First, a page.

“Ha! You’re crazy. You’re dreaming too much. You know, I wish I could do something else–take up some trade in computers or go into “IT,” the senior salesman said about a month later

“Well, why don’t you,” said the younger salesman. “By the way, you said not too long ago.

“I’m going to. I have a story to tell you. Come and listen.”

The younger salesman walked over, not really interested in what he had to say. He knew him all too well: a man with wisdom failing to take his own advice. “Okay,” the younger salesman shrugged over.

“There was a boy who traveled 5 miles to school on foot to learn from the wise philosophers. He saved up money for tuition to study with them. Each summer, he would attend their seminars, but couldn’t pass the last course he needed to receive his degree in Modern Philosophy. There was an old man he passed by everyday to school. The man wore rugged clothing, had missing teeth, but appeared to have some wisdom or formal education. “You taking the same course again. If anyone had sense, the would take another course or some elective.”

The boy didn’t respond much to his taunting and negative talk. “Have a good day,” was his response.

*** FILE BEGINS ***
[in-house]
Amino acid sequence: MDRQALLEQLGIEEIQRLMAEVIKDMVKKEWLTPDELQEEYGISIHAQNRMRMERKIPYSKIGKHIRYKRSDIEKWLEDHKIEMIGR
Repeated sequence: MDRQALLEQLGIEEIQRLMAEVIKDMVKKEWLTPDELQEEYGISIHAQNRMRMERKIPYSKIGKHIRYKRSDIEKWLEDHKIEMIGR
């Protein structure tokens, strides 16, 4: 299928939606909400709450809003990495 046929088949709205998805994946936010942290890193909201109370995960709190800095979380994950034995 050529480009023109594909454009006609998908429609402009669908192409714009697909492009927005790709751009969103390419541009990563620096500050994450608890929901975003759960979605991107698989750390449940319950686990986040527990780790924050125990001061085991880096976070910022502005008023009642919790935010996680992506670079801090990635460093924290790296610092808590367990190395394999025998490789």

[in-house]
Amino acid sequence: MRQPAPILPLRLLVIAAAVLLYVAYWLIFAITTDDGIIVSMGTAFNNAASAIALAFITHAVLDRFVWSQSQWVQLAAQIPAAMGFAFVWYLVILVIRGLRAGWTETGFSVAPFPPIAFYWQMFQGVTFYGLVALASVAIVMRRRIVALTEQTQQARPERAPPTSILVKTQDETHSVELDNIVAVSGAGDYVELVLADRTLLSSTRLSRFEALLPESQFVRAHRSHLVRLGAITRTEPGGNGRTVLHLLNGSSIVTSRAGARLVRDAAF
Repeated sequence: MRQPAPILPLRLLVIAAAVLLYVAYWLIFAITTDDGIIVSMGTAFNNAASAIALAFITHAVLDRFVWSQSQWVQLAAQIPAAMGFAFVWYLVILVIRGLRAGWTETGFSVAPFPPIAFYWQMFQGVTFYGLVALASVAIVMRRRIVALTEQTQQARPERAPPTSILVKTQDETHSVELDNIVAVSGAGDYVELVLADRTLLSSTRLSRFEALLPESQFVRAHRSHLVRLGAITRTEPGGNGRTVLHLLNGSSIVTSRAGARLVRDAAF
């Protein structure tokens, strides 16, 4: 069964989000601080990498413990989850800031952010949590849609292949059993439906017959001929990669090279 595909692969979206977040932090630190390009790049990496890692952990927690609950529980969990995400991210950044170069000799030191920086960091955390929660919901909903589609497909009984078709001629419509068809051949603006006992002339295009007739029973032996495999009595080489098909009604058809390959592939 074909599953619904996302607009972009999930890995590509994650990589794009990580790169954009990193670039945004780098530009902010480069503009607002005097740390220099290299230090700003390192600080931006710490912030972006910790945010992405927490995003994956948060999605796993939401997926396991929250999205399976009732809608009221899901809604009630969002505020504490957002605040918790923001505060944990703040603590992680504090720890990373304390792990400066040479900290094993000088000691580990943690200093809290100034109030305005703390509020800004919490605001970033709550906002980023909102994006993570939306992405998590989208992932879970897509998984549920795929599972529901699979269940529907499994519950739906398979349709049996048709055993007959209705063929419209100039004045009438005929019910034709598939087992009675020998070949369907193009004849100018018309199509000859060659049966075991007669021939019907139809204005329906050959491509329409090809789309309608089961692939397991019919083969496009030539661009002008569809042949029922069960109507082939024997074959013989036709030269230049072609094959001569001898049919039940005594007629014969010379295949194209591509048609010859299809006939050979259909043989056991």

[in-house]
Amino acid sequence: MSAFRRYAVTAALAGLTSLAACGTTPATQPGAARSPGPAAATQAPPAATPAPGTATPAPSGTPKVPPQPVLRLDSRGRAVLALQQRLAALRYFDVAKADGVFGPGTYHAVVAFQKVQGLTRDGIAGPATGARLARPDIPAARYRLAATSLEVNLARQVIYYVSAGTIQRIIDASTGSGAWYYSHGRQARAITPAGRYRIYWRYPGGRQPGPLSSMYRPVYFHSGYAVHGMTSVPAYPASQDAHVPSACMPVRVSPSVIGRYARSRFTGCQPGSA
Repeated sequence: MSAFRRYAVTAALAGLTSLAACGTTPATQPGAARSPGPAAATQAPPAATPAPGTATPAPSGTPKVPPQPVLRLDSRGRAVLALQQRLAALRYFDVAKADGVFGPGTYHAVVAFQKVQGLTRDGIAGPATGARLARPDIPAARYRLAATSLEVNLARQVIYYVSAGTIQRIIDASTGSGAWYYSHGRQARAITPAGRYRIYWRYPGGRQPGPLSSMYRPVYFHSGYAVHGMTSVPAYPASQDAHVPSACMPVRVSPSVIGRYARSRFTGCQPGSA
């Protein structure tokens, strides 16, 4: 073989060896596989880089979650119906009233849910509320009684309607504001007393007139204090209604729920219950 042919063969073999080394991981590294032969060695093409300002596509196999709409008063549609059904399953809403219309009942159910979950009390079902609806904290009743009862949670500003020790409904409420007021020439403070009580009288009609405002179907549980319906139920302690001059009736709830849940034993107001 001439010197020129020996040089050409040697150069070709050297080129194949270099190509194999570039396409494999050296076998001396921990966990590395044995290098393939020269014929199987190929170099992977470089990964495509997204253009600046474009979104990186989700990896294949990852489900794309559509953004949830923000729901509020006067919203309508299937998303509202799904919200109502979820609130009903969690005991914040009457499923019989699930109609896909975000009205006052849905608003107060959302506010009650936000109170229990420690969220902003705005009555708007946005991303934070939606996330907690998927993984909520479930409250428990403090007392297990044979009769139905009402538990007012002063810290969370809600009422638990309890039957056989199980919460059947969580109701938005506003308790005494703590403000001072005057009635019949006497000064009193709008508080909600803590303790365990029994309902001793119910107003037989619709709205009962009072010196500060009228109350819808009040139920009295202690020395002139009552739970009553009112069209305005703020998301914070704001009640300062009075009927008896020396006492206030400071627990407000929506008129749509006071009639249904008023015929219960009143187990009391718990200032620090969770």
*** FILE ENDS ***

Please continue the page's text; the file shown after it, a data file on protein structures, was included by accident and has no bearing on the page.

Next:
The following summer, the boy passed the course. On his way back home with his degree in hand, the old man said, “Ha! You finally passed. I would have given up.”

“A man who cannot use his wisdom to better himself ends up a poor man.”

The old man was confused, eyebrows folding inward.

“Each time I failed the course, I grew as a man. I’ve learned more about myself. I learned not to give up when you’re in close reach. I learned how to preserver. But more importantly, I developed a stronger relationship with God.

The senior salesman saw a smirk on the younger salesman face, a look of revelation. “What do you think about the story?” asked the senior salesman.

“The old man taunted the young boy for what he may have been afraid to do earlier in his life. He didn’t give up. Failure was not an option to him.”

“You’re right.”

“And I bet the old man had told himself for years that he would get up from that place, but he was content with being poor.”

“Hmm. I never looked at it that way.”

“You can become so content being uncomfortable that it eventually becomes the norm to you,” his rubbed his chin smiling at the senior salesman.

‘”What’s that look on your face?”

Three more months passed and the younger salesman left as he said he would.